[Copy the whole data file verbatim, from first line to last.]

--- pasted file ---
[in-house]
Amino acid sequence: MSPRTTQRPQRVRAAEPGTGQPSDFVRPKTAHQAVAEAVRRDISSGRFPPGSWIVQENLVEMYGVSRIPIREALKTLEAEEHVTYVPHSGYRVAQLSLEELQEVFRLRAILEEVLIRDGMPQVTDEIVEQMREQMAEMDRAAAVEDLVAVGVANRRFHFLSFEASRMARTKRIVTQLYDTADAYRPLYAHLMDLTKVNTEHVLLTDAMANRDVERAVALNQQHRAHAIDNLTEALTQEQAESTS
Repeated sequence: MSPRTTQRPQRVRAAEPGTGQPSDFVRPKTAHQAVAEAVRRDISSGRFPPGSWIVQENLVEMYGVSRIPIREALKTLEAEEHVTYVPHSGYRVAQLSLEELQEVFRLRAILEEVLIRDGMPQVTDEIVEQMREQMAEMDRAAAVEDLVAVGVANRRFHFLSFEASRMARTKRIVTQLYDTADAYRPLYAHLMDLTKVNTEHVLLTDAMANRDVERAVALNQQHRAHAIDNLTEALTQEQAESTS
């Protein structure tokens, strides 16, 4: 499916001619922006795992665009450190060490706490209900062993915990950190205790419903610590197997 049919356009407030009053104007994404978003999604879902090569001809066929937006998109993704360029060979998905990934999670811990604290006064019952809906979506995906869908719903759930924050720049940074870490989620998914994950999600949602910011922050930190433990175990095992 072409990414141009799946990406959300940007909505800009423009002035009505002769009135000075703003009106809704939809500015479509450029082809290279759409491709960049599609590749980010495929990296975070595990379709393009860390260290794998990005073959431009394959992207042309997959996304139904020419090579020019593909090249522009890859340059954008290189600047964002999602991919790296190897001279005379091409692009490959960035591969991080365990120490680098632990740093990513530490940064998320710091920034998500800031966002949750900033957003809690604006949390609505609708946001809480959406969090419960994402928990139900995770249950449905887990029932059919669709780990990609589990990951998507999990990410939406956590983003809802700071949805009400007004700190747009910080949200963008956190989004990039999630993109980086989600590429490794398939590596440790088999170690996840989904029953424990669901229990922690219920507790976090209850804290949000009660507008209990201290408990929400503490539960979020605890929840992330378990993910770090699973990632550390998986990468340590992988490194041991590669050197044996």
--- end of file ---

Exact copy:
[in-house]
Amino acid sequence: MSPRTTQRPQRVRAAEPGTGQPSDFVRPKTAHQAVAEAVRRDISSGRFPPGSWIVQENLVEMYGVSRIPIREALKTLEAEEHVTYVPHSGYRVAQLSLEELQEVFRLRAILEEVLIRDGMPQVTDEIVEQMREQMAEMDRAAAVEDLVAVGVANRRFHFLSFEASRMARTKRIVTQLYDTADAYRPLYAHLMDLTKVNTEHVLLTDAMANRDVERAVALNQQHRAHAIDNLTEALTQEQAESTS
Repeated sequence: MSPRTTQRPQRVRAAEPGTGQPSDFVRPKTAHQAVAEAVRRDISSGRFPPGSWIVQENLVEMYGVSRIPIREALKTLEAEEHVTYVPHSGYRVAQLSLEELQEVFRLRAILEEVLIRDGMPQVTDEIVEQMREQMAEMDRAAAVEDLVAVGVANRRFHFLSFEASRMARTKRIVTQLYDTADAYRPLYAHLMDLTKVNTEHVLLTDAMANRDVERAVALNQQHRAHAIDNLTEALTQEQAESTS
């Protein structure tokens, strides 16, 4: 499916001619922006795992665009450190060490706490209900062993915990950190205790419903610590197997 049919356009407030009053104007994404978003999604879902090569001809066929937006998109993704360029060979998905990934999670811990604290006064019952809906979506995906869908719903759930924050720049940074870490989620998914994950999600949602910011922050930190433990175990095992 072409990414141009799946990406959300940007909505800009423009002035009505002769009135000075703003009106809704939809500015479509450029082809290279759409491709960049599609590749980010495929990296975070595990379709393009860390260290794998990005073959431009394959992207042309997959996304139904020419090579020019593909090249522009890859340059954008290189600047964002999602991919790296190897001279005379091409692009490959960035591969991080365990120490680098632990740093990513530490940064998320710091920034998500800031966002949750900033957003809690604006949390609505609708946001809480959406969090419960994402928990139900995770249950449905887990029932059919669709780990990609589990990951998507999990990410939406956590983003809802700071949805009400007004700190747009910080949200963008956190989004990039999630993109980086989600590429490794398939590596440790088999170690996840989904029953424990669901229990922690219920507790976090209850804290949000009660507008209990201290408990929400503490539960979020605890929840992330378990993910770090699973990632550390998986990468340590992988490194041991590669050197044996």